Michigan Poised to Set Record for Longest Modern Era Job Expansion in the State

Here’s a statistic anybody can be thankful for in this season of Thanksgiving: Michigan has now racked up nine straight years of uninterrupted job growth between the fall quarters of 2009 and 2018. Here’s another slice of economic pie for you to enjoy this week. University of Michigan Economists are predicting that the state will add another 35,800 jobs in 2019 and 39,800 more in 2020.

As Gabriel Ehrlich, Director of the U of M’s Research Seminar in Quantitative Economics, suggests, “We are thus poised to set a new record for the longest period of job expansion in Michigan since the World War II era.”

Ehrlich and his colleagues hosted the University of Michigan’s 66th Annual Economic Outlook Conference on Thursday and Friday of last week, and he reports that after looking back on data dating to 1939, “Michigan’s current streak of yearly job growth now matches the longest previous episode of job recovery.”

While that’s all good news, reality is that there’s some mixed concerns in there that show job growth slowing down as the labor market continues to tighten due to the skilled trades gap everyone in manufacturing and beyond is encountering.

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Michigan’s payroll employment growth was 76,100 new jobs in 2016, dropped back to 53,100 last year, and is projected to settle in the range of 55,200 this year. Thus, the projection of 35,800 new jobs in the year ahead begins to pale due to that slower growth pattern driven by fewer people to hire from.

Ehrlich and his research team say that Michigan’s pace of job creation cooled from an annualized 2.2-percent in the first quarter of 2018 to an average of 1.1-percent in the second and third quarters. He says, “We expect growth to drop off a bit further in the fourth quarter before inching up slightly in 2019.” He adds, “The path of quarterly growth in 2020 is complicated by the 2020 Census, but job growth settles in at an annual pace of 0.6-percent by the end of 2020.” That would have job growth averaging 0.8-percent year over year from 2019 to 2020.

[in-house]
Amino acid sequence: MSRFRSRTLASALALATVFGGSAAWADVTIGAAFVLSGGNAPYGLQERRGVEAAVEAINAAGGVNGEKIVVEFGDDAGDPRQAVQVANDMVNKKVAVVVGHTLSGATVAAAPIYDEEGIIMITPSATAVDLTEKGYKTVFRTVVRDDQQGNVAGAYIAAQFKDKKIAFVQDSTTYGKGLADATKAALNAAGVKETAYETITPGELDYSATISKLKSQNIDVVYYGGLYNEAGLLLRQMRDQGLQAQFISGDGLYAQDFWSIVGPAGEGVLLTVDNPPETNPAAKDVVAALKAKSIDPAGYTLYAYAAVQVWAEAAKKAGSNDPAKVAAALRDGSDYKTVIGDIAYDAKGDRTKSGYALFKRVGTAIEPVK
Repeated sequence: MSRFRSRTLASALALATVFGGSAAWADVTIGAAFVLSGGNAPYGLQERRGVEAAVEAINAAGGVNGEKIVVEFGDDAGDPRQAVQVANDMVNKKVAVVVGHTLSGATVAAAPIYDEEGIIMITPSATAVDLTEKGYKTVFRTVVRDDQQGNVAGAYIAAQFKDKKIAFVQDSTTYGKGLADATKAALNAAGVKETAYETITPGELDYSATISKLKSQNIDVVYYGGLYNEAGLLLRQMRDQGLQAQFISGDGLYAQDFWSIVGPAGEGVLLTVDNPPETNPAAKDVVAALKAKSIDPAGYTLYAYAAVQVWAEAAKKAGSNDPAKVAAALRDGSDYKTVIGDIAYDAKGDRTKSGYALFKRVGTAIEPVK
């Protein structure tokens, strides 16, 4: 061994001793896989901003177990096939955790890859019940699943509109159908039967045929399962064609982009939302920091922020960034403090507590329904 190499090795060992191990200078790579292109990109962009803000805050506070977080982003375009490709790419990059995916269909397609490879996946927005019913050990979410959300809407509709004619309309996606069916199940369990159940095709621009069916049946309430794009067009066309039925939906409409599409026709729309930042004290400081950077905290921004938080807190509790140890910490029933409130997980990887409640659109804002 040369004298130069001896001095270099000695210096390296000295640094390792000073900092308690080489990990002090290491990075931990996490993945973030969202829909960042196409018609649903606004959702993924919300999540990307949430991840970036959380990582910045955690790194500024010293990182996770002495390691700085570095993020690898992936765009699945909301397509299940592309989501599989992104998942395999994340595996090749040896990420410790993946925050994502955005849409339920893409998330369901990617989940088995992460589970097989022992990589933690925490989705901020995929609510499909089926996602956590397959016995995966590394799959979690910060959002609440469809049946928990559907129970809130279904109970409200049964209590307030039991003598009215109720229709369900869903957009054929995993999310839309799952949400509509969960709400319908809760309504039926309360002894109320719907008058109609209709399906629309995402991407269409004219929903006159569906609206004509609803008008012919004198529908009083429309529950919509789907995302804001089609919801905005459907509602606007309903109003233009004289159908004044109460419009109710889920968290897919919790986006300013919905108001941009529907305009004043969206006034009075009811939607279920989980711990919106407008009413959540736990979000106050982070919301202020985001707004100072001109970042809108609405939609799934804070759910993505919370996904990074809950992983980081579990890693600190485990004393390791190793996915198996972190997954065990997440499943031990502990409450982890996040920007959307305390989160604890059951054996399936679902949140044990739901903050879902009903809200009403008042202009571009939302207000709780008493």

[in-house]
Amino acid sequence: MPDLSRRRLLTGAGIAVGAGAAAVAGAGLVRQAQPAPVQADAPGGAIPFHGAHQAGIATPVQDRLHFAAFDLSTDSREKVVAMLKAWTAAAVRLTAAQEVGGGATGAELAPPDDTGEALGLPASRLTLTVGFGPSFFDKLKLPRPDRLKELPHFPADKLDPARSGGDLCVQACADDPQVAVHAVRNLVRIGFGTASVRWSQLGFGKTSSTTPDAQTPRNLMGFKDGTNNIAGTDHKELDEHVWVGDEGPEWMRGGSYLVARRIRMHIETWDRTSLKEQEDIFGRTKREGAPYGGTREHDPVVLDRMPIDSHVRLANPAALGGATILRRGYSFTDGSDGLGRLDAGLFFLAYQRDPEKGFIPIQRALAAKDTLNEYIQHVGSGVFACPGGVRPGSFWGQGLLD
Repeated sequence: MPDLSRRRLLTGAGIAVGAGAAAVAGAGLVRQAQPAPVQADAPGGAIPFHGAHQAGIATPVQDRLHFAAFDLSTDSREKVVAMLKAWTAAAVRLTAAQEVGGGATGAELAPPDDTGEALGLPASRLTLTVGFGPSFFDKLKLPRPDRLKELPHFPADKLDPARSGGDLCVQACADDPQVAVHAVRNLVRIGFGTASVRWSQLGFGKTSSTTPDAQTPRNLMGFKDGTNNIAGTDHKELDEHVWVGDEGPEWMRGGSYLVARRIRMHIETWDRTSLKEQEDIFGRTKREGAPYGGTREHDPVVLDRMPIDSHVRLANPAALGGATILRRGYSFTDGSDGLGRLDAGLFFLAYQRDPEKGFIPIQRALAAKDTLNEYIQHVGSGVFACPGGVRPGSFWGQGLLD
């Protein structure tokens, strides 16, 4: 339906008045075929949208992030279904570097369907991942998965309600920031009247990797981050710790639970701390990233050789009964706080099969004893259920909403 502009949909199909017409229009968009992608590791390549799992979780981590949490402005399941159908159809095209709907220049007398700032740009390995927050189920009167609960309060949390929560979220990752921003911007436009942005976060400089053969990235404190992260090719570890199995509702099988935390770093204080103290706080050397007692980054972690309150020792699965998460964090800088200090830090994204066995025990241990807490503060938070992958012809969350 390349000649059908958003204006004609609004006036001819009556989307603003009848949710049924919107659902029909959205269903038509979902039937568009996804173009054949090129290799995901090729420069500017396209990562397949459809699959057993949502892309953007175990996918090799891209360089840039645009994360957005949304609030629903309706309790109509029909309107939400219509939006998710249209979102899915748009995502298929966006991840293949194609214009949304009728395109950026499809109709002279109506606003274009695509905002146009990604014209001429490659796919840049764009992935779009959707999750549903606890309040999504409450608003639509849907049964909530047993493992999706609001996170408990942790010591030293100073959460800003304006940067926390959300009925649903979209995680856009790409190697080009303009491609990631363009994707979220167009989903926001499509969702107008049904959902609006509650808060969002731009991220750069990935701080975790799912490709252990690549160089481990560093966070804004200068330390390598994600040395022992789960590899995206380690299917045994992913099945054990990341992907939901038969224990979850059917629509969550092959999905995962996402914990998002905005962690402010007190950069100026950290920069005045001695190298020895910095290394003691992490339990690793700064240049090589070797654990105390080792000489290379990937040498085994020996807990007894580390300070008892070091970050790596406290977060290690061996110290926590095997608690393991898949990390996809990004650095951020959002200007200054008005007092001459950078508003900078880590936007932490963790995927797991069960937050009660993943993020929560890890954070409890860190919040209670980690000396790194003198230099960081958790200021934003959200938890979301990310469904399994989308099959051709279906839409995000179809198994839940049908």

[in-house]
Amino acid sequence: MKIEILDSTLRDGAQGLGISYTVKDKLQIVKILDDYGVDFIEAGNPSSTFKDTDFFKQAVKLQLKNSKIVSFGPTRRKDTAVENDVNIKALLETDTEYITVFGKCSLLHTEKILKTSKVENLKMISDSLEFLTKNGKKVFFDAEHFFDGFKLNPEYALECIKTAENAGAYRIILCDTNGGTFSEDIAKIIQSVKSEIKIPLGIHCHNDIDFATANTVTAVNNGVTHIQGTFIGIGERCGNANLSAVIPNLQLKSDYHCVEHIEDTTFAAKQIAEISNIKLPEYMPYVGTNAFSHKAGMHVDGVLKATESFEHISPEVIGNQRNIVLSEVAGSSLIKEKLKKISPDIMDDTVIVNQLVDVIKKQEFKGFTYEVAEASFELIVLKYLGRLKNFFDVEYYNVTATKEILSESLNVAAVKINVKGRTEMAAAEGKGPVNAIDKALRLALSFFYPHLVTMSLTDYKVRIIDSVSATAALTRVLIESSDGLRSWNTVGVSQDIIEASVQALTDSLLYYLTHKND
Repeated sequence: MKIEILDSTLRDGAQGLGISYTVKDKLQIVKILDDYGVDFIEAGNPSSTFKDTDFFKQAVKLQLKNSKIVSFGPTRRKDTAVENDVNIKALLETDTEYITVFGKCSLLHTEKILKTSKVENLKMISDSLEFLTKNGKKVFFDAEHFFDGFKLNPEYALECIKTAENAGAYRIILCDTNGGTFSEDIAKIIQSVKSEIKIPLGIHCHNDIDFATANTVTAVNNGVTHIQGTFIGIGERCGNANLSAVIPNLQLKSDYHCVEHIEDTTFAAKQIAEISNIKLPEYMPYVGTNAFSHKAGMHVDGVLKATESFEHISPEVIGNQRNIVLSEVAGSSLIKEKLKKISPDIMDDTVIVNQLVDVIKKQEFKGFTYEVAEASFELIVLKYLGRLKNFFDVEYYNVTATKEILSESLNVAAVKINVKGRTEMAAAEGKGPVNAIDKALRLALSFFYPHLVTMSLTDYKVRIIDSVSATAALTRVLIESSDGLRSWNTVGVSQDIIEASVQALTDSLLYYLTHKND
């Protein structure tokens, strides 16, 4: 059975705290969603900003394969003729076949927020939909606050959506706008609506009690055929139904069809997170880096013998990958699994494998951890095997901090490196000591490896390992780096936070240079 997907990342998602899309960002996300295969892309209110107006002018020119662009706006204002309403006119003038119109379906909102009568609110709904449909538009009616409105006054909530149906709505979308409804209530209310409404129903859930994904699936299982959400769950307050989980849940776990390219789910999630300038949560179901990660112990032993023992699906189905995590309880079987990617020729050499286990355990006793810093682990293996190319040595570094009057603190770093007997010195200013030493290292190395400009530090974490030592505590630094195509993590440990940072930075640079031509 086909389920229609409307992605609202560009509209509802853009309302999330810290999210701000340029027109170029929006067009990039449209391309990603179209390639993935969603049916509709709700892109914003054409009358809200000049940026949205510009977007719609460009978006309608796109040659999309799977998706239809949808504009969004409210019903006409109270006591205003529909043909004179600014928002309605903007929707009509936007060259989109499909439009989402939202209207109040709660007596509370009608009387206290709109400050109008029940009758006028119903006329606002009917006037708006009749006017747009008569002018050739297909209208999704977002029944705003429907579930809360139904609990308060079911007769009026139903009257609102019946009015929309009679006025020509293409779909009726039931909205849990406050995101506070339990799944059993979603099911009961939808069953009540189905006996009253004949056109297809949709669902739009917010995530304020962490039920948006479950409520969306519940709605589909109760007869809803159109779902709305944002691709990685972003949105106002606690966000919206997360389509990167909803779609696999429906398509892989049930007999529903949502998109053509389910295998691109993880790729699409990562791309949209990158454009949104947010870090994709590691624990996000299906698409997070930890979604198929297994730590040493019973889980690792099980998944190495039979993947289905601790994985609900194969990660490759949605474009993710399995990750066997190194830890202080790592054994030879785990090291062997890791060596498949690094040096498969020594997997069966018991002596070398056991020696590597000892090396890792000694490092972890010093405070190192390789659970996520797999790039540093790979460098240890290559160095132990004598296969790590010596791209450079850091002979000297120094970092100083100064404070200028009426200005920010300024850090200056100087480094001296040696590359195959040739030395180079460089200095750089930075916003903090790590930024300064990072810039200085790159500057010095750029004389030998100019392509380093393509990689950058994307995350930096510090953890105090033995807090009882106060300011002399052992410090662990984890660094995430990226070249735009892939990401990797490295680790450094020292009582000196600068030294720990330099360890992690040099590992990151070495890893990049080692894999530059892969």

Ehrlich and crew also expect Michigan’s unemployment rate to “tick up a bit from its September reading of 4.0-percent to 4.1-percent in the fourth quarter of 2018.” He adds, “It then declines to averages of 3.9-percent in 2019 and 3.8-percent in 2020.” That sort of level in 2020 would be the third-lowest annual average since the modern vintage data began in 1976.

On the monetary front, the research team suggests, “Driven largely by higher gas prices, local inflation picks up from 2.1-percent in 2017 to 2.5-percent this year, on pace with the U.S. inflation rate,” adding, “We see local inflation moderating to 1.9-percent next year and 2.0-percent in 2020, as the recent increase in energy prices recedes into the rearview mirror.”

Looking at the category of personal income, the new report suggests that nominal personal income growth accelerates by two-tenths of a percentage point to 3.76-percent in 2018, helped by strong growth in wage and salary income and a large increase in transfer income. They also note, “Income growth stays roughly steady in 2019 before jumping to 4.3-percent in 2020.” The acceleration that year is driven by a pickup in the wage and salary, proprietors’, and property components of income, reflecting in part the tight labor market and higher interest rates that they foresee.

Additionally, the U of M researchers see the growth of real disposable income ticking up two-tenths of a percentage point from 2017 to 2018, noting, “Its growth in 2018 is boosted by the decreased burden of federal taxation resulting from the TCJA of 2017.” They add, “We see real disposable income growth staying roughly flat next year, as local inflation recedes but the boost from the tax cuts fades. Real income growth jumps by 6/10ths of a percentage point in 2020, reflecting faster nominal growth and stable inflation.

On a national scale, the U of M is expecting the American economy to maintain growth in 2019, “although at a slower rate” as well.